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Spuren im Labyrinth

MacDonald, Juliet ORCID: https://orcid.org/0000-0003-4069-0408 (2014) Spuren im Labyrinth. Tierstudien, 6. pp. 28-40.

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Tracks in the Maze [Translated into German by Matthias Naumann]. In this article I discuss early experiments in Comparative Psychology that used mazes to test the route learning ability of animals, particularly rats and mice, in the first half of the twentieth century in the United States. The article will begin with a description of the first mazes designed to test the decision-making and "home-finding" ability of rats, conducted by psychologist Willard Small at Clark University in the 1890s. Small's diagram of the "Hampton Court Maze" was reprinted in subsequent textbooks of comparative psychology and became the starting point for a proliferation in maze experiments with increasingly elaborate configurations of corridors and chambers. Movements of the animals inside these devices were sometimes recorded as drawn lines, within the diagram of the maze. I intend to argue that the spatial configuration of the maze allowed limited scope for movement for the animals inside, whereas the overhead perspective of the scientist enabled a privileged view of the whole set up.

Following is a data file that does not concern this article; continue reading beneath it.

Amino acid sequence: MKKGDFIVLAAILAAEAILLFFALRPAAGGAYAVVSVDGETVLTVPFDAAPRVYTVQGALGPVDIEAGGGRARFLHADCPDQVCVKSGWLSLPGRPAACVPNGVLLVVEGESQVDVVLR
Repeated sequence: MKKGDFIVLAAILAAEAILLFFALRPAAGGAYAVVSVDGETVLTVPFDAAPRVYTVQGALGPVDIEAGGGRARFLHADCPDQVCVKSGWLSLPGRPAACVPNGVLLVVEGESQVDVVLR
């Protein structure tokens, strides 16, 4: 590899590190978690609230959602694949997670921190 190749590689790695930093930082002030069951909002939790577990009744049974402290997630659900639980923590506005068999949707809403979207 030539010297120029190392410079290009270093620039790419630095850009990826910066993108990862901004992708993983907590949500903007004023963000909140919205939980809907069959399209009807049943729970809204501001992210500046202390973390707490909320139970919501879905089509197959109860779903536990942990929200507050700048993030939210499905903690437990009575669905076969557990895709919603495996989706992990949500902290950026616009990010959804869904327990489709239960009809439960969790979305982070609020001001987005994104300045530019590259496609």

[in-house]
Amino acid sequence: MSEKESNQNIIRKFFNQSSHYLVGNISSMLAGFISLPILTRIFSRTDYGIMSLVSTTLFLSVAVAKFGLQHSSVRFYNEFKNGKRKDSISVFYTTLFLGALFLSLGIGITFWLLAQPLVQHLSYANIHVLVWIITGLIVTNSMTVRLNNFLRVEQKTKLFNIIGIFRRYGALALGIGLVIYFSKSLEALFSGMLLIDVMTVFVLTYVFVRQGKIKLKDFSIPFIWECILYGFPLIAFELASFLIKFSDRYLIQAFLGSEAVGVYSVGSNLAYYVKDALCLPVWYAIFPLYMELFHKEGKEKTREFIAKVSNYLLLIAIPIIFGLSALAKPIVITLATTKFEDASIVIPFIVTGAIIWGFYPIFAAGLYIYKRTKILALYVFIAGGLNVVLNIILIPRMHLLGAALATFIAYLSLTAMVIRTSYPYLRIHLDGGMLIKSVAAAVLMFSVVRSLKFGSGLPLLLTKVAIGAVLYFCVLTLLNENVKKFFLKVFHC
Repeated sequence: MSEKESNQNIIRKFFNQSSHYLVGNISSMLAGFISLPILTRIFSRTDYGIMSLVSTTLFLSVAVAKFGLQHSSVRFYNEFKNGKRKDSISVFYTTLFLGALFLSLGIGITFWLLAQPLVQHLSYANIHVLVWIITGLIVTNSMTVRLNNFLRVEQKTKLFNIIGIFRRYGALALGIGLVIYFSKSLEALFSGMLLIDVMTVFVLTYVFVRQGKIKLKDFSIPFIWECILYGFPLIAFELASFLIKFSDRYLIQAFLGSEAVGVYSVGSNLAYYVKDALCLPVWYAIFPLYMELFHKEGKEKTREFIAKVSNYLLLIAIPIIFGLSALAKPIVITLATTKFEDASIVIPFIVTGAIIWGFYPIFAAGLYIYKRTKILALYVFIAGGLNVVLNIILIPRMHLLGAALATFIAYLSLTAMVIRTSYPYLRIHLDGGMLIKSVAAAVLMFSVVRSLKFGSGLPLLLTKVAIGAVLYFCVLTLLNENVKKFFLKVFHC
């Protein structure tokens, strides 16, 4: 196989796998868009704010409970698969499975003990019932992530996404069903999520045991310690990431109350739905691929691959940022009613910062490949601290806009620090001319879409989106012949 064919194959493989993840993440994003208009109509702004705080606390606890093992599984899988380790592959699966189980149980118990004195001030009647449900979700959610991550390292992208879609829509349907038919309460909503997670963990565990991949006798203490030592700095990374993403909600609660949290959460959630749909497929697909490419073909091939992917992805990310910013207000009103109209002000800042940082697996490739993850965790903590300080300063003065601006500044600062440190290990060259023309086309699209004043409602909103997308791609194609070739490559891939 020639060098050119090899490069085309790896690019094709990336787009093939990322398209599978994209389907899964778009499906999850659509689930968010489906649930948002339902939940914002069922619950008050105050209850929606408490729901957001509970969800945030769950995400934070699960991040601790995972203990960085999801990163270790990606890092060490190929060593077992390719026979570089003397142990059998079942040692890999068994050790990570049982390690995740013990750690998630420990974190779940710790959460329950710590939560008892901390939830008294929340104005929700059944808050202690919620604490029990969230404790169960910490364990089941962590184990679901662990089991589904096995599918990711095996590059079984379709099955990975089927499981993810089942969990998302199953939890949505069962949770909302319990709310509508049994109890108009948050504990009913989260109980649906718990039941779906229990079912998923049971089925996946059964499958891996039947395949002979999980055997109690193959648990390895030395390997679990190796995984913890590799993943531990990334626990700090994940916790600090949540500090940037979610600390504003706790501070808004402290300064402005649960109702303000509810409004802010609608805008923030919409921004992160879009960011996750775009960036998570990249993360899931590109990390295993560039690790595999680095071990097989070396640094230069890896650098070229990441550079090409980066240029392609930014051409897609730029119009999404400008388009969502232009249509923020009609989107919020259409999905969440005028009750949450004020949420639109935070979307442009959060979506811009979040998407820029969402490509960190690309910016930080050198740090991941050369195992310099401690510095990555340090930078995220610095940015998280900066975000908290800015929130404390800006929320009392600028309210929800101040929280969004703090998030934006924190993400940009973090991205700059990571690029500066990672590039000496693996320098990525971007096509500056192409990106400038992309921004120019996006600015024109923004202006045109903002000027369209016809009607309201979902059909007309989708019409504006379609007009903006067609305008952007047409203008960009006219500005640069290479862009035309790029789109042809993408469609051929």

I indicate the epistemological implications of this, i.e. how such experiments act as devices of control and containment, by positioning animals as objects of knowledge surveyed from above rather than subjects of experience. The article highlights the changing attitudes in comparative psychology after Small (who was interested in the mental process of the rats he tested), toward the increasingly Behaviorist attitude of subsequent experimenters of the 1930s and 1940s. I also discuss the way in which spatial arrangements of the maze are depicted in two-dimensional form in diagrams and publications of the period. I particularly note the contrast between the tracks of the animals, and the outlines and geometry of the devices in which they are enclosed.

Item Type: Article
Additional Information: This was an article invited for a special edition of the journal Tierstudien, entitled Tiere und Raum.
Status: Published
Subjects: N Fine Arts > N Visual arts (General) For photography, see TR
N Fine Arts > NC Drawing Design Illustration
School/Department: School of the Arts
URI: https://ray.yorksj.ac.uk/id/eprint/2515

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